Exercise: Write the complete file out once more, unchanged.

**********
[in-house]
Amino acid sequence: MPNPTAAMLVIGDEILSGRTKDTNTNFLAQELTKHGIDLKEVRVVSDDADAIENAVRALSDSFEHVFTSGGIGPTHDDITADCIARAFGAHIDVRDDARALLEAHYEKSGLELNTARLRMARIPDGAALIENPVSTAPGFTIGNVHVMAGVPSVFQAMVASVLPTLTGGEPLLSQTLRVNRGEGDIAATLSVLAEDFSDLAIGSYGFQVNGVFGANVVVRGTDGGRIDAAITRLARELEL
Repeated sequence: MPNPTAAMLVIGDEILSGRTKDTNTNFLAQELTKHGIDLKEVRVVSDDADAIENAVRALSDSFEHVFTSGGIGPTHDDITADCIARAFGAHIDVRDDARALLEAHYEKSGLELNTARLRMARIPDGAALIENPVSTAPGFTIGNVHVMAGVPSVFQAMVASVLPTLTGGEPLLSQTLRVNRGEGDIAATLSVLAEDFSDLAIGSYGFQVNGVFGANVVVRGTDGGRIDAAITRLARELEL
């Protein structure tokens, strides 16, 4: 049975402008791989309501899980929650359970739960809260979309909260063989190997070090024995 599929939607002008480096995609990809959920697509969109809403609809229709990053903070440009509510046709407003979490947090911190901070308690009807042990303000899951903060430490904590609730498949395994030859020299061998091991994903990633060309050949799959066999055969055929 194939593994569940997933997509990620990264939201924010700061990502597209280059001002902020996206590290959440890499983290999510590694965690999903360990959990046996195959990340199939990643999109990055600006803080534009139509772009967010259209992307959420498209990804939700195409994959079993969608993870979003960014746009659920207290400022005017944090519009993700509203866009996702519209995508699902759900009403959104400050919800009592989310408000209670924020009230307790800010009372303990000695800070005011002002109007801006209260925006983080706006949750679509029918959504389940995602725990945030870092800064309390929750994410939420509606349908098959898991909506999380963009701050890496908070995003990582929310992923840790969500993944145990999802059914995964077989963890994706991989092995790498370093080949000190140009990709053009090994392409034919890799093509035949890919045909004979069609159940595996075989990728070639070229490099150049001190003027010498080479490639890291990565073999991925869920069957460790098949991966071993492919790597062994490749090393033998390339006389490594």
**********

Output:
[in-house]
Amino acid sequence: MPNPTAAMLVIGDEILSGRTKDTNTNFLAQELTKHGIDLKEVRVVSDDADAIENAVRALSDSFEHVFTSGGIGPTHDDITADCIARAFGAHIDVRDDARALLEAHYEKSGLELNTARLRMARIPDGAALIENPVSTAPGFTIGNVHVMAGVPSVFQAMVASVLPTLTGGEPLLSQTLRVNRGEGDIAATLSVLAEDFSDLAIGSYGFQVNGVFGANVVVRGTDGGRIDAAITRLARELEL
Repeated sequence: MPNPTAAMLVIGDEILSGRTKDTNTNFLAQELTKHGIDLKEVRVVSDDADAIENAVRALSDSFEHVFTSGGIGPTHDDITADCIARAFGAHIDVRDDARALLEAHYEKSGLELNTARLRMARIPDGAALIENPVSTAPGFTIGNVHVMAGVPSVFQAMVASVLPTLTGGEPLLSQTLRVNRGEGDIAATLSVLAEDFSDLAIGSYGFQVNGVFGANVVVRGTDGGRIDAAITRLARELEL
């Protein structure tokens, strides 16, 4: 049975402008791989309501899980929650359970739960809260979309909260063989190997070090024995 599929939607002008480096995609990809959920697509969109809403609809229709990053903070440009509510046709407003979490947090911190901070308690009807042990303000899951903060430490904590609730498949395994030859020299061998091991994903990633060309050949799959066999055969055929 194939593994569940997933997509990620990264939201924010700061990502597209280059001002902020996206590290959440890499983290999510590694965690999903360990959990046996195959990340199939990643999109990055600006803080534009139509772009967010259209992307959420498209990804939700195409994959079993969608993870979003960014746009659920207290400022005017944090519009993700509203866009996702519209995508699902759900009403959104400050919800009592989310408000209670924020009230307790800010009372303990000695800070005011002002109007801006209260925006983080706006949750679509029918959504389940995602725990945030870092800064309390929750994410939420509606349908098959898991909506999380963009701050890496908070995003990582929310992923840790969500993944145990999802059914995964077989963890994706991989092995790498370093080949000190140009990709053009090994392409034919890799093509035949890919045909004979069609159940595996075989990728070639070229490099150049001190003027010498080479490639890291990565073999991925869920069957460790098949991966071993492919790597062994490749090393033998390339006389490594």